Masashi Imamura told a media round table that the TV business, which will become a separate subsidiary of Sony Corp on July 1, had reduced fixed costs during the last financial year, and profitability was now in sight.

He said Sony this year would be able to absorb the impact of any fluctuations in emerging market currencies, a factor he blamed for the unit’s failure to make a profit last year.

Sony has forecast an 18.5 percent rise in TV sales to 16 million units this year from 13.5 million units a year ago, an increase that analysts said was well above the industry’s average growth forecasts.

Imamura said the sales target was achievable, but added that the TV business would still turn a profit even if sales fell short of this goal.

Sony’s TV division will be split off from the parent company on Tuesday, a move aimed at boosting transparency and accountability in a bid to achieve and maintain profitability.

Sony Chief Executive Kazuo Hirai said at a corporate strategy meeting last month that the company had not ruled out an equity tie-up for the TV business, which is to be known as Sony Visual Products Inc, although nothing had been decided on the matter.

Sony’s TV business has seen relatively rapid turnover at the top over the past decade with six different chiefs, although Imamura has had the longest tenure, serving since August 2011.

Sony’s shares are down 8 percent so far this year, in line with the benchmark Nikkei average’s 7 percent drop.

 

YouTube To Debut Weekly Radio Show On Sirius

June 27, 2014 by mphillips  
Filed under Around The Net

YouTube is making a foray into radio with a weekly show on satellite radio service Sirius XM that will feature the online video website’s most popular and emerging artists, the companies said on Thursday.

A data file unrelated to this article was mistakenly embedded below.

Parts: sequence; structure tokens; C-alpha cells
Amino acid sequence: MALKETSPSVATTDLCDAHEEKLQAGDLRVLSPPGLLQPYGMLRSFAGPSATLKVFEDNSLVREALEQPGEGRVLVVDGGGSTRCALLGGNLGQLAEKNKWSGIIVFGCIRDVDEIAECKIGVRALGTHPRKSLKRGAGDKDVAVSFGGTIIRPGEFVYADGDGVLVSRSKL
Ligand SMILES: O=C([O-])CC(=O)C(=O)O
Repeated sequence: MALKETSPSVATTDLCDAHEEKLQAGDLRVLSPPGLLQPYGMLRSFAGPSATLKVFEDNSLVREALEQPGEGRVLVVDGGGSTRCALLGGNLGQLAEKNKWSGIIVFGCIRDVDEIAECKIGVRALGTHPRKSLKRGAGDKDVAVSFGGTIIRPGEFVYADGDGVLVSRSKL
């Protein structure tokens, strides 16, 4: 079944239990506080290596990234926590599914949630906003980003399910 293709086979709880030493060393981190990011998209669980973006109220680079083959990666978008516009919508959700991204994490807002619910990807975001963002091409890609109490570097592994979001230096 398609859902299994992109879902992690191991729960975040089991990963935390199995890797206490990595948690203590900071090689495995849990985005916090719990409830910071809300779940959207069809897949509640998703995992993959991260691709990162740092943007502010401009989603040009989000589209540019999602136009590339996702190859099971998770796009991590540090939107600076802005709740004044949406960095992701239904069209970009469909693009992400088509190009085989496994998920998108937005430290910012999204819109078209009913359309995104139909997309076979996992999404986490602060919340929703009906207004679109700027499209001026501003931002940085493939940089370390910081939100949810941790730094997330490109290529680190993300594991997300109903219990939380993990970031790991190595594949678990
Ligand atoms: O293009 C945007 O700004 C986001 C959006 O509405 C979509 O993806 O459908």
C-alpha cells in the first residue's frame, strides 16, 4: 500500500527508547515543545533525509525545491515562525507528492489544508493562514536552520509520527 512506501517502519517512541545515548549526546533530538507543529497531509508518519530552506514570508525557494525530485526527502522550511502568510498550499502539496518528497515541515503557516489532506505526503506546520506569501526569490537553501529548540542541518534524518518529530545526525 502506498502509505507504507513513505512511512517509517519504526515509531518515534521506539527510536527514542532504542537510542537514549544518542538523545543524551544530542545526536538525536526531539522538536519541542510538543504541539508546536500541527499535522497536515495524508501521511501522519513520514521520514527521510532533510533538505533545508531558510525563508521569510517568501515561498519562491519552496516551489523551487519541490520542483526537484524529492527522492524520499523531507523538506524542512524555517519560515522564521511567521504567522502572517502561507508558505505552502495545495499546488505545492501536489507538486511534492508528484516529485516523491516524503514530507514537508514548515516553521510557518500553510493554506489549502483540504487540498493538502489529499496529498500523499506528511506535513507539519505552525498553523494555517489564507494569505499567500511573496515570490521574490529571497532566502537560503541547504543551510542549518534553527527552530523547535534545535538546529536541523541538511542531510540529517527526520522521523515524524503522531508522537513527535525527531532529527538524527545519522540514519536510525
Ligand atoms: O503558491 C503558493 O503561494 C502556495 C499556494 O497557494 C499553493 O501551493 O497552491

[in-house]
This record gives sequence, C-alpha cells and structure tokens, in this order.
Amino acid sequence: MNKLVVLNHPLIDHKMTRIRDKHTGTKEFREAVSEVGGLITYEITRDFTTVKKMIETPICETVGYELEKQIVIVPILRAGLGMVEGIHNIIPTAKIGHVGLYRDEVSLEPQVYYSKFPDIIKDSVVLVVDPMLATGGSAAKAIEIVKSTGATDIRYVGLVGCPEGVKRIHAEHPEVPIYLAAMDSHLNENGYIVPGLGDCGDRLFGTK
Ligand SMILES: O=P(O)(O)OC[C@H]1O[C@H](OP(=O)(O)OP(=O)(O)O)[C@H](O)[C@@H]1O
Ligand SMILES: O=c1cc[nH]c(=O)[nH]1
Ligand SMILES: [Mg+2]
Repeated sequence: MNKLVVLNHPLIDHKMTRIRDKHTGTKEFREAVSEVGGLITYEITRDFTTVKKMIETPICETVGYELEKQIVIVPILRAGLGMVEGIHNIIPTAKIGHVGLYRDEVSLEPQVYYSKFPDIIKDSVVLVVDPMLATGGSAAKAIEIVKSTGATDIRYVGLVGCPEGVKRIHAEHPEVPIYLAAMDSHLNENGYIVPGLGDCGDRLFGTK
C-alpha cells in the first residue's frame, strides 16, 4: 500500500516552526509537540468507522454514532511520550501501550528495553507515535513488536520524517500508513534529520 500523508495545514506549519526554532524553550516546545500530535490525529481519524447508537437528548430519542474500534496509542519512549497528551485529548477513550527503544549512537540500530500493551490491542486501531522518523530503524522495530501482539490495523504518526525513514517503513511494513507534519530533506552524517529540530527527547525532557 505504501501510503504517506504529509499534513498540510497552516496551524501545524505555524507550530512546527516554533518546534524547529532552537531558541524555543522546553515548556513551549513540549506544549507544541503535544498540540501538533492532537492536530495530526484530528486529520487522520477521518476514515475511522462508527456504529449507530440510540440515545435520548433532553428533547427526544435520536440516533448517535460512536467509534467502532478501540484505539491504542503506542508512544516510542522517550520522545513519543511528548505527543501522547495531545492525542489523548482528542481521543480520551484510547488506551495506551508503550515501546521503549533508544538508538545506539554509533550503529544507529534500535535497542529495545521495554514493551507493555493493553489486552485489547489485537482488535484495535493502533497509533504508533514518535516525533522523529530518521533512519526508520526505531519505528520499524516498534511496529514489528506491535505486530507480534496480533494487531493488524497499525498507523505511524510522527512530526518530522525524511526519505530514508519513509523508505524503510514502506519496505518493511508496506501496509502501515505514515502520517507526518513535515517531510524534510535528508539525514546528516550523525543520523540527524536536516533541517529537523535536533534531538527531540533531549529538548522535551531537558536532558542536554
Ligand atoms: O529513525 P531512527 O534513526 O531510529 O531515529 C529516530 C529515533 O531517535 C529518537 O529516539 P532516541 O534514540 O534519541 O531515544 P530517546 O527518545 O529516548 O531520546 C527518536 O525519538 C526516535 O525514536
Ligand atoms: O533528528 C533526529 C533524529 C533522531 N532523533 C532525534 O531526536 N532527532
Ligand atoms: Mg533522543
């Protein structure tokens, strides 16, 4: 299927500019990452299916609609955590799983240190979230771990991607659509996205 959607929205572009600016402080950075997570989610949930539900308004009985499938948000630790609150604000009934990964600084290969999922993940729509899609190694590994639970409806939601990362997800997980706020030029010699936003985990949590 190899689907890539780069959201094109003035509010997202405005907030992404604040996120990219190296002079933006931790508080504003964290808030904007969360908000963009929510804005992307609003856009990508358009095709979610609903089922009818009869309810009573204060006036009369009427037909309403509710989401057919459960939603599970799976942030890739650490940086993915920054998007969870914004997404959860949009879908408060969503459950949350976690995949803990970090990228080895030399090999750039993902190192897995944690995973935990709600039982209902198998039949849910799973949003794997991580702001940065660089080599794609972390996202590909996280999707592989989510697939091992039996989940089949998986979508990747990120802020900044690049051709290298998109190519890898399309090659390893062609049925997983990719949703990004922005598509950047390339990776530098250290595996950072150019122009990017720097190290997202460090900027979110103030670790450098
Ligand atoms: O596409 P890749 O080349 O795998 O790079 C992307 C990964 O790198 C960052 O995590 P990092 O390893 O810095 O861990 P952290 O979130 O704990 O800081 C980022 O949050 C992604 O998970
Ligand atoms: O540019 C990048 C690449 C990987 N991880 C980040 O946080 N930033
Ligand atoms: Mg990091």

The show called The YouTube 15 will be hosted by Jenna Marbles, one of YouTube’s most popular stars whose videos on how to talk to your dog and other snippets from her life drew more than 13 million subscribers to her channel.

YouTube’s radio show will debut July 11 on the SiriusXM Hits 1 channel, which plays pop, R&B, rock and hip-hop.

It is the first time YouTube, owned by Google Inc, has partnered with another platform on a show about music.

The show is aimed at exposing listeners to a curated selection from the vast library of YouTube music videos, said Scott Greenstein, president and chief content officer for SiriusXM.

The selection of songs will reflect “what’s trending and very popular” to familiarize listeners with top hits on YouTube, he said. “Equally importantly, you are going to hear new and emerging music that many people for sure will not have heard.”

 

 

2GB RAM Upgrade Coming For New Google Glass Explorers

June 26, 2014 by mphillips  
Filed under Consumer Electronics

Google will soon roll out an upgraded version of Google Glass with 2GB of RAM, angering early participants of its Glass Explorer Program stuck with the older model.

Google Glass currently comes with 1GB of RAM, but to improve performance Google will begin shipping a new version with 2GB of RAM, it said in a post to Google Plus.

The announcement angered some existing Glass owners. Some demanded a free upgrade to the 2GB version in comments on the posting. Others said they would be willing to pay a small fee for an upgrade, while one acknowledged that if further hardware updates were planned, it wouldn’t make sense for Google to upgrade all users each time. “Getting a final consumer version would be swell though,” he added.